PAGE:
very solid point there - D and F seemed to have an idea of comedy and of delivering lines. in every Flip Wilson skit, you can see that mary can't even begin to hold it together. and in interviews, mary doesn't seem to have the elocution that Diana did. we do know that diana worked and practiced this, endlessly. as for the other women, i'm not sure what they had. but the girls were definitely not actors. I'm not sure if they could have even handled taking over a variety show like Donny & Marie or the Captain and Tennille. with Diana, since she had really really worked at this and Berry had her [[and only her) handling the interactions on shows like Hollywood Palace, you might have been able to do it. but it would have been a strain.

    i've even joked that having the Supremes on something like the Love Boat would have been fun. not sure how well it ever would have worked but something to laugh and think about. or other tv show guest appearances.
    To your point, Mary was almost always TOO cheesy when hearing or delivering a comedic line. On "Flip" and the "Smokey Special", Mary is all too exaggerated.

  8. #108
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    One thing is for sure, Mary almost always LOVED being on TV and she would often ham it up and overdo it. Dancing with the Stars is a quintessential example.

  9. #109
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    Quote Originally Posted by marybrewster View Post
    Weren't the Pointer Sisters once on the "Love Boat"? The Three Degrees were featured in "The French Connection". There should have been an opportunity for them on the small or big screen, other than the typical performance.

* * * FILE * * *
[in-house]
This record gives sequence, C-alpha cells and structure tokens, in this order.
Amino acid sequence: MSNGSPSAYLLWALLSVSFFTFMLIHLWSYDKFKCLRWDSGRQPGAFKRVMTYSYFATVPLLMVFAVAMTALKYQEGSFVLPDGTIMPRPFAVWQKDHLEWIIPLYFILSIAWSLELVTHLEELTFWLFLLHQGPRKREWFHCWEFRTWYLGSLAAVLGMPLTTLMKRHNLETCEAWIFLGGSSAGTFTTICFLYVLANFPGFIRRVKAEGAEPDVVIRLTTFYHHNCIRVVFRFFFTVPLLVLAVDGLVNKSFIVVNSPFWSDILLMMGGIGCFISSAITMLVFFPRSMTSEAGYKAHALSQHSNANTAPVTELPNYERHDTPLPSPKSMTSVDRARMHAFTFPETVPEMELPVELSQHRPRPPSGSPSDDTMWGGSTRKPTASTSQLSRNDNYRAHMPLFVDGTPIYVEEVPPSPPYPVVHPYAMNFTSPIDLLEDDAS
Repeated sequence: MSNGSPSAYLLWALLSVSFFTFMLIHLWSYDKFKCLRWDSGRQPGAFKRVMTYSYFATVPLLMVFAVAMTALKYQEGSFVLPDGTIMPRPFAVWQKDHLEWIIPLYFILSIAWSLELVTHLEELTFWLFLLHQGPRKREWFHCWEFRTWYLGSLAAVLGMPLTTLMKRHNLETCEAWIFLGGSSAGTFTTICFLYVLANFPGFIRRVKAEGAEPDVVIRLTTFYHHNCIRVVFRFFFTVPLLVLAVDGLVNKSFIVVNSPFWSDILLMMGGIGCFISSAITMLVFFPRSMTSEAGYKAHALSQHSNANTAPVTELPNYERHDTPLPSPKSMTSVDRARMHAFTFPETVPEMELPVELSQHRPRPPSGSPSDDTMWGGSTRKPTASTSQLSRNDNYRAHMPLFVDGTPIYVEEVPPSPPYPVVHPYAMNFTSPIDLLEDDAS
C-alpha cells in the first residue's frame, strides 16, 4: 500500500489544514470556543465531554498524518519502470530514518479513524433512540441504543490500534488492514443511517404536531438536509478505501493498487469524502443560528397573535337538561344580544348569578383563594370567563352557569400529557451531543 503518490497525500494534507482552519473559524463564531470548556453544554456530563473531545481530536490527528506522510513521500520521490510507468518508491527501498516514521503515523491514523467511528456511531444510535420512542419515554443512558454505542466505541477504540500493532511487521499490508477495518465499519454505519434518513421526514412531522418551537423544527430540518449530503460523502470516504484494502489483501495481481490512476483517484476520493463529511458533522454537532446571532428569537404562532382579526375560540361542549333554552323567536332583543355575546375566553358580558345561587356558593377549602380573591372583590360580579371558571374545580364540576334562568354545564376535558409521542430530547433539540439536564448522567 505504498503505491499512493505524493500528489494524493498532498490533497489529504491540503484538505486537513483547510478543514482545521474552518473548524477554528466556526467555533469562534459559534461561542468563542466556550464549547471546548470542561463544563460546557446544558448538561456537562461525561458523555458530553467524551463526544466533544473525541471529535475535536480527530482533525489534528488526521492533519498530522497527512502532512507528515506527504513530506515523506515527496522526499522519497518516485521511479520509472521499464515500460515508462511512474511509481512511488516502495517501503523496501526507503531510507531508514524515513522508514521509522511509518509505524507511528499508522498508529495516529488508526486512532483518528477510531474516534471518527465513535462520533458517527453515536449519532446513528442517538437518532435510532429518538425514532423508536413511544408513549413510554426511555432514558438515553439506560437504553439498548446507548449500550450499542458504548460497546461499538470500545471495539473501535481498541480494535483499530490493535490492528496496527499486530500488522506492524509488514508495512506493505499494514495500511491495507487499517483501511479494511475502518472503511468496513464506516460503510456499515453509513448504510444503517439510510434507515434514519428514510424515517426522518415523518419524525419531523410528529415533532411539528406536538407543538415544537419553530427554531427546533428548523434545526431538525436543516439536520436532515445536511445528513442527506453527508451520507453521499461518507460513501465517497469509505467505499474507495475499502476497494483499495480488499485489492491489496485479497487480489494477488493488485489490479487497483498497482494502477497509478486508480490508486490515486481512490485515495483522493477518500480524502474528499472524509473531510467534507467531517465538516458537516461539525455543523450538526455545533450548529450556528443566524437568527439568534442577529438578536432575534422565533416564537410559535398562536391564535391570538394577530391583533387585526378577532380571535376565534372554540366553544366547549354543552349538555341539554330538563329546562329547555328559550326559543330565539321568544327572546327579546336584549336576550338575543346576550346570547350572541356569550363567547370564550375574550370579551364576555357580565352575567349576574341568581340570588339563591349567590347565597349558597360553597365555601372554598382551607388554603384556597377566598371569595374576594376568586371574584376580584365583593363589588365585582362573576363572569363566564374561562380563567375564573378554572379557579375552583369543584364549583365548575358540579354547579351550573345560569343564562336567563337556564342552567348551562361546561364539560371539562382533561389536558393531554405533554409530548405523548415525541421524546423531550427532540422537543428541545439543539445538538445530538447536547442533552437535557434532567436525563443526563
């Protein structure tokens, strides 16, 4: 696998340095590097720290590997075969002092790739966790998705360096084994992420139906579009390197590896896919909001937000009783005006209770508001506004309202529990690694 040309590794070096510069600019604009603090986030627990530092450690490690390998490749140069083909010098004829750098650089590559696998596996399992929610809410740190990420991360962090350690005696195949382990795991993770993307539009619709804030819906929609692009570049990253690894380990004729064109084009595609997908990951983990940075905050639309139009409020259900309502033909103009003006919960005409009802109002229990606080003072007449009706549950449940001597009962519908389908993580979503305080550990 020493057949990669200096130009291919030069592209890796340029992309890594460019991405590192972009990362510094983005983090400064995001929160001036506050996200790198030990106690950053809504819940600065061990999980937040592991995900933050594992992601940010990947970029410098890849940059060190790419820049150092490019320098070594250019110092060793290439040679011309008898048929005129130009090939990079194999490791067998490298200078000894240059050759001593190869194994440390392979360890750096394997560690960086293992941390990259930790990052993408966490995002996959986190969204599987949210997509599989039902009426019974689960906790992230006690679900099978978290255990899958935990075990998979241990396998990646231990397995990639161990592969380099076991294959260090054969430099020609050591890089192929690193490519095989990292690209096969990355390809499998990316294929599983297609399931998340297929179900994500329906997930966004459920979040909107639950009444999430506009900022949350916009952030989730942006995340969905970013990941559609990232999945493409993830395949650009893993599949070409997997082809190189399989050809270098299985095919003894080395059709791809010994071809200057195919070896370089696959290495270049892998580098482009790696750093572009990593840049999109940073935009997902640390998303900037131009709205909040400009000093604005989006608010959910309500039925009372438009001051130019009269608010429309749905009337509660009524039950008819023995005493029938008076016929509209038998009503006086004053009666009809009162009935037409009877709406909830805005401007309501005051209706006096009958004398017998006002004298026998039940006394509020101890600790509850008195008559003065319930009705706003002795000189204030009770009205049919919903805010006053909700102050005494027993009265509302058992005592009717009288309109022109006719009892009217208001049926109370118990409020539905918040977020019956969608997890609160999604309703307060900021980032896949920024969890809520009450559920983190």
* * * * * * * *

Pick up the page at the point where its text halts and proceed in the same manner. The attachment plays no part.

in a perfect world, i would have had the Sups take on the material the Pointers did. not necessarily meaning having the Sups doing their songs and lps. but the PS emerged as this amazing group that was EVERYWHERE. they were on those tv shows, they appeared on Gimme a break, they sang that numbers song on Sesame Street. they became a household name and institution AND they released popular songs.

    not to begrudge them their fame but that's what i would have wanted for the Supremes.

  10. #110
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    Yes, yes, and yes. The Supremes should have been doing what the Pointers were.

  11. #111
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    The Supremes were in some horrible 'Beach Movie' back in the mid-60's. I think that
    was their extent of 'movies' as far as I know. They sang a forgettable song or two as I
    remember. I think the camera kept cutting away to show some idiotic shenanigans going on.

  12. #112
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    Quote Originally Posted by marybrewster View Post
    I wonder what ever became of that ill-fated "dress". It had to be huge, and heavy. Was it only uses once? An expensive misstep.
    Mary had it in her collection. It was to be photographed for her Supreme Glamour book but when we were trying to put it on the mannequins, none of us could figure out how it worked. There were multiple holes for hands and heads to go through. Mary, frustrated with it, grabbed it and threw it back in the box saying "We didn't know how it worked then and we don't know it works now. Forget it." So we never photographed it.

  13. #113
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    Quote Originally Posted by lakeside View Post
    The Supremes were in some horrible 'Beach Movie' back in the mid-60's. I think that
    was their extent of 'movies' as far as I know. They sang a forgettable song or two as I
    remember. I think the camera kept cutting away to show some idiotic shenanigans going on.
    The movie was called BEACH BALL. If I remember correctly, they sang their songs BEACH BALL and SURFER BOY during some sort of auto show. The girls also appeared in the film THE T.A.M.I. SHOW.

    Later, they sang the theme songs for DR. GOLDFOOT AND HIS BIKINI MACHINE and of course, THE HAPPENING.

  14. #114
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    Quote Originally Posted by bradsupremes View Post